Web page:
Charles Baudelaire was a French poet, noted not only for his own work but also for translating the work of American poet Edgar Allen Poe.

The sum of an artist’s work in his or her lifetime is known as his or her “oeuvre”.

102. March great : SOUSA
John Philip Sousa was a composer and conductor from Washington, D.C. Sousa was well known for his patriotic marches and earned himself the nickname “The American March King”. He served as a member of the US Marine Band from 1868 to 1875, and after leaving the Marines learned to conduct and compose. One of the Sousa compositions that is well-known around the world is called “The Liberty Bell”, a tune used as the musical theme for BBC Television’s “Monty Python’s Flying Circus”. Sousa also wrote “Semper Fidelis”, which is the official march of the US Marine Corps.

103. Editorial instructions : STETS
“Stet” is a Latin word meaning “let it stand”. In editorial work, the typesetter is instructed to disregard any change previously marked by writing the word “stet” and then underscoring that change with a line of dots or dashes.

104. Dance with a king : PROM
A prom is a formal dance held upon graduation from high school (we call them “formals” over in Ireland). The term “prom” is short for “promenade”, the name given to a type of dance or ball.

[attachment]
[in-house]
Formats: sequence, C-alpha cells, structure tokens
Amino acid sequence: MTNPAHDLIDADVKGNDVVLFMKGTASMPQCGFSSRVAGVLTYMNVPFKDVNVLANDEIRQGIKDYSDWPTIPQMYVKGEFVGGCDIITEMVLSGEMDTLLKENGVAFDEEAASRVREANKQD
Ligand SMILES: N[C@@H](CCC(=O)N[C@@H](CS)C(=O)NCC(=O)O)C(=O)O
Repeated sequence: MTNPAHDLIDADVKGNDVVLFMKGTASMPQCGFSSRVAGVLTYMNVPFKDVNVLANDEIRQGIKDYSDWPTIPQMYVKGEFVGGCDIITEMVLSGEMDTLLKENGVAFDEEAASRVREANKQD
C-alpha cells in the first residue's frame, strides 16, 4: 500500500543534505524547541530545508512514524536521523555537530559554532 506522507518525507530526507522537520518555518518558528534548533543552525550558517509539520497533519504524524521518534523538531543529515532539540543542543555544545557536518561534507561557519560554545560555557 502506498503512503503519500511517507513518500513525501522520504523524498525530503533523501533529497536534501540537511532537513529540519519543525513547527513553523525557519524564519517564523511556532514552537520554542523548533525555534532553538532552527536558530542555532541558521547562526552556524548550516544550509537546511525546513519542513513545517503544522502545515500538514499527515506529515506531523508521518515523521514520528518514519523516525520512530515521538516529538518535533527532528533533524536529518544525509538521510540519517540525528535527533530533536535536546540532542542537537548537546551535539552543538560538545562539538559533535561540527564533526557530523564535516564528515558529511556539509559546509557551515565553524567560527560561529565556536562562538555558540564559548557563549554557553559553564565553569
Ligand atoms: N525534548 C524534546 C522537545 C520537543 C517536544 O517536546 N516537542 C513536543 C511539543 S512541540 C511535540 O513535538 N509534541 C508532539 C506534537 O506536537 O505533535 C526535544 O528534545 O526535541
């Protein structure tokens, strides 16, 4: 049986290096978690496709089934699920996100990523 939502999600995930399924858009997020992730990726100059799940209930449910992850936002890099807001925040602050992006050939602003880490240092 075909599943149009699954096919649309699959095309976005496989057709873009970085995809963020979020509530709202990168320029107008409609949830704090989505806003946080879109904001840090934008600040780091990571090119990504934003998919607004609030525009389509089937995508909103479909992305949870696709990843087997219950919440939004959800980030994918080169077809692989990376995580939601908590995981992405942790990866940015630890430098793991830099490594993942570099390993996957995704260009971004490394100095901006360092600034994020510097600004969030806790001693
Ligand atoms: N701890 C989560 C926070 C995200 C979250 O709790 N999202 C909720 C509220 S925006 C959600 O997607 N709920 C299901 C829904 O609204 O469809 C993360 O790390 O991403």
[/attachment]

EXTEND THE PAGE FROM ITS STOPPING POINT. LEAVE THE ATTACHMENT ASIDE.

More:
106. Year John Dryden died : MDCC
John Dryden was a highly influential poet and playwright in the late 1600s. He came from good literary stock, and was a cousin once-removed of Jonathan Swift.

107. West of the screen : ADAM
Adam West is the actor who played the title role in the sixties TV series “Batman”. These days you might hear West as the voice of a character called “Adam West” on the animated show “Family Guy”. Back in 1970, West was offered the role of James Bond in the movie “Diamonds are Forever”, but he turned it down!

108. Information gleaned from a dating site : TYPE
I assume we are talking about “personality type”.

109. Sugar suffix : -OSE
Sugars are usually named using the “-ose” suffix e.g. glucose, fructose, sucrose.

110. Firebug : PYRO